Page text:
Trying to avoid any hard questions that might make him look foolish, this morning Boris Johnson got up early to pretend to be a milkman at Greenside Farm Business Park in Rawdon, West Yorkshire, rather than face the hard-edged political questioning of Good Morning Britain.
Hosts Piers Morgan and Susanna Reid were gobsmacked as the Prime Minister bottled out of his promise to appear on their show while pretending to be on a milk round.
Reporter Johnathan Swain asked the PM if he would “deliver on your promise to talk to Piers and Susanna”.
“I’ll be with you in a second” lied Johnson, walking off as Piers Morgan exclaimed in disbelief “he’s gone into the fridge”.
Minders pushed reporters back as Boris Johnson could be seen hiding behind stacks of milk crates and disappearing into the large fridge at the dairy depot.
The ITV morning show hosts gasped as Johnson’s head of press Rob Oxley swore on live TV, saying “oh for f***’s sake” at Jonathan Swain.
“I’m actually being pushed and shoved at the moment as well by one of the minders,” the GMB reporter can be heard to say at one point as minders ushered reporters away from the bizarre scene, presumably meant to be a Brexit metaphor photo opportunity.
The reporter was forced to remind the Conservative Party leader’s head of press: “Do you want to tone your language down as well because people are watching this this morning.”
“Cowardice is never a good look,” tweeted Piers Morgan after the bizarre behaviour.
The host later said that Mr Oxley called in to the show to complain that he did not assault the reporter.
“He didn’t assault our man Swain, alright he didn’t assault him, what you were was extremely obnoxious, very aggressive, foul mouthed and repulsive,” Morgan replied.
The Conservatives said that the Tory aide was not swearing at the reporter. Reports have emerged that they are threatening to make a complaint about Good Morning Britain. Other complaints the party has made after Conservatives have been empty-chaired and embarrassed for chickening out of interviews and TV debates have not been upheld by TV regulator Ofcom.
To be fair, GMB has managed to expose how Tories’ election promises didn’t add up when his colleagues appeared on the show. The early morning light entertainment show hosts taught both Matt Hancock some maths when his figures on replacing the police officers Tories had cut didn’t add up, and Nicky Morgan was schooled in maths when she tried to defend the flagship Tory manifesto promise on adding new nurses that didn’t quite add up either.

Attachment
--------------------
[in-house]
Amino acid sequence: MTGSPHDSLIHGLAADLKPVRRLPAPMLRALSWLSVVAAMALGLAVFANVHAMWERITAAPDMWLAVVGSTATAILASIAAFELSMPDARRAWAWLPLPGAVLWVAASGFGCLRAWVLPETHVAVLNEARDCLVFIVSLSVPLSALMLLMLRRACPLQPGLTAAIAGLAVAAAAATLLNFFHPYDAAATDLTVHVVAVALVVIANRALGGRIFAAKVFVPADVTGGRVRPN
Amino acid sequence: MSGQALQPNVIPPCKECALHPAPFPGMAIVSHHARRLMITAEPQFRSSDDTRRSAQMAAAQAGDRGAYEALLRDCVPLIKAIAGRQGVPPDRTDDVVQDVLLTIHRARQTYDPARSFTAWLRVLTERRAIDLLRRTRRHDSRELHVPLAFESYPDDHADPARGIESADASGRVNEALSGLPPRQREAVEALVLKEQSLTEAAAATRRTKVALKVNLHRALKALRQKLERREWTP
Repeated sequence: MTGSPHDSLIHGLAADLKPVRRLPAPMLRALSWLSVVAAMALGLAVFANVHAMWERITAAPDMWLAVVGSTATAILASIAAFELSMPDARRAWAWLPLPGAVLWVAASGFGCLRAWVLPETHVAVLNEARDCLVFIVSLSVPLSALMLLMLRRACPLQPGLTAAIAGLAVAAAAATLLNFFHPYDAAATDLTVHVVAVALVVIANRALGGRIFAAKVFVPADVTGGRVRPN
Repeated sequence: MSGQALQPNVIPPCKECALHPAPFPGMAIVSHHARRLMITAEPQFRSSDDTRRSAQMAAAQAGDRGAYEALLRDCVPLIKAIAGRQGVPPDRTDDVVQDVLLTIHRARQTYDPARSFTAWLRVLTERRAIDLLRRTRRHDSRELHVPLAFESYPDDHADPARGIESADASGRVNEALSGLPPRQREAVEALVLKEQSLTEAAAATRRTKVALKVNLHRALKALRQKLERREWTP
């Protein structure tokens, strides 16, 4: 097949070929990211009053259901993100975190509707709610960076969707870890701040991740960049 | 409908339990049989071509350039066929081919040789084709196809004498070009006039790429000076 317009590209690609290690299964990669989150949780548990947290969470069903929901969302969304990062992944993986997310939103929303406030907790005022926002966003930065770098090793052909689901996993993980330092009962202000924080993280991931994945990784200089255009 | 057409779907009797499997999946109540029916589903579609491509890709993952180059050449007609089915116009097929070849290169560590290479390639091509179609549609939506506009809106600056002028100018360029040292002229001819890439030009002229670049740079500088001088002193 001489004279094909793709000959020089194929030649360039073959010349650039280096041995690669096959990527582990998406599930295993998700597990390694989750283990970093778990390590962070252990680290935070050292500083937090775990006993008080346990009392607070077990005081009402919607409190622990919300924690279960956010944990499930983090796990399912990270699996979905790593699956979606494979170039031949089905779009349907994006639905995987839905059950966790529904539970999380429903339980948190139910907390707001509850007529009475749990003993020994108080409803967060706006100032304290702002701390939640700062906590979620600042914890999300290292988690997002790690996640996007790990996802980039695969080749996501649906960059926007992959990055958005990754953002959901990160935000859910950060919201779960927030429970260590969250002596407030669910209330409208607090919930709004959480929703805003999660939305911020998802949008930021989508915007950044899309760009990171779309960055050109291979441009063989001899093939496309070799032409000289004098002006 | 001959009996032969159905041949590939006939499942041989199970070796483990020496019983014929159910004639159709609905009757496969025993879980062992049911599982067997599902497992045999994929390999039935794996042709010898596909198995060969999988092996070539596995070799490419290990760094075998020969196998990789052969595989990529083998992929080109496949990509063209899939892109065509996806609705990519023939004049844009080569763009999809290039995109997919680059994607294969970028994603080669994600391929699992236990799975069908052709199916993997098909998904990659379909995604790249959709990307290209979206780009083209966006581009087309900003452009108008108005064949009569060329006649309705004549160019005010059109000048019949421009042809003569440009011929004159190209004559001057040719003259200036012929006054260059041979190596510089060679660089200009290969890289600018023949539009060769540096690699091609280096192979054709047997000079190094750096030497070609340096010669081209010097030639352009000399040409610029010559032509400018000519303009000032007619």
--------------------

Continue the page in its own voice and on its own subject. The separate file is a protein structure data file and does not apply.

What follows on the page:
Good Morning Britain is not the first time Johnson has avoided scrutiny. He was much derided for avoiding the democratic tradition of his own constituency hustings and even Sir David Attenborough called him “shameful” for swerving questions on failing to act on climate legislation on the leaders’ climate debate.
And of course an exasperated Andrew Neil had to detail the questions he would have made the PM squirm with had he turned up for an interview as all the other party leaders had.
Boris Johnson throughout the campaign has preferred ridiculous photo opportunities and empty soundbites about “oven-ready Brexit” to asking hard questions about whether that’s going to be a no-deal Brexit – which he refuses to answer – or the Tories’ record in office – with official figures revealing the UK’s economy is at its worst since the global crash.
Other questions he was perhaps avoiding while his minder was swearing on live TV today may have included his callous attitude to the public – using the London Bridge tragedy as an “opportunity” for political point scoring according to a bereaved dad who accused the Tories of lying that they had expressed any remorse to his family; or refusing to look at a photo of a 4-year-old with suspected pneumonia forced to lie on a pile of coats on the floor of an overstretched Leeds hospital with the NHS “imploding” with record waiting times still rocketing since they entered power in 2010 – an NHS that official documents reveal is being readied to be carved up with US firms vying to charge much more for medications.
Or perhaps his offensive views that have emerged that would have seen him suspended had he been a Labour MP under rules brought in under Jeremy Corbyn – who the Tory leader has repeatedly accused of not doing enough to stop antisemitism.
One book he wrote managed to fit in racist tropes about Jews, Muslims, immigrants and the British black community as well as using language such as “coon” and “half-caste”. His writings have also shown contempt for working class people as “feckless” and “unemployed” and working single mothers and their children too – though the PM refuses to say how many of those he is responsible for… Another awkward question that will probably remain unanswered.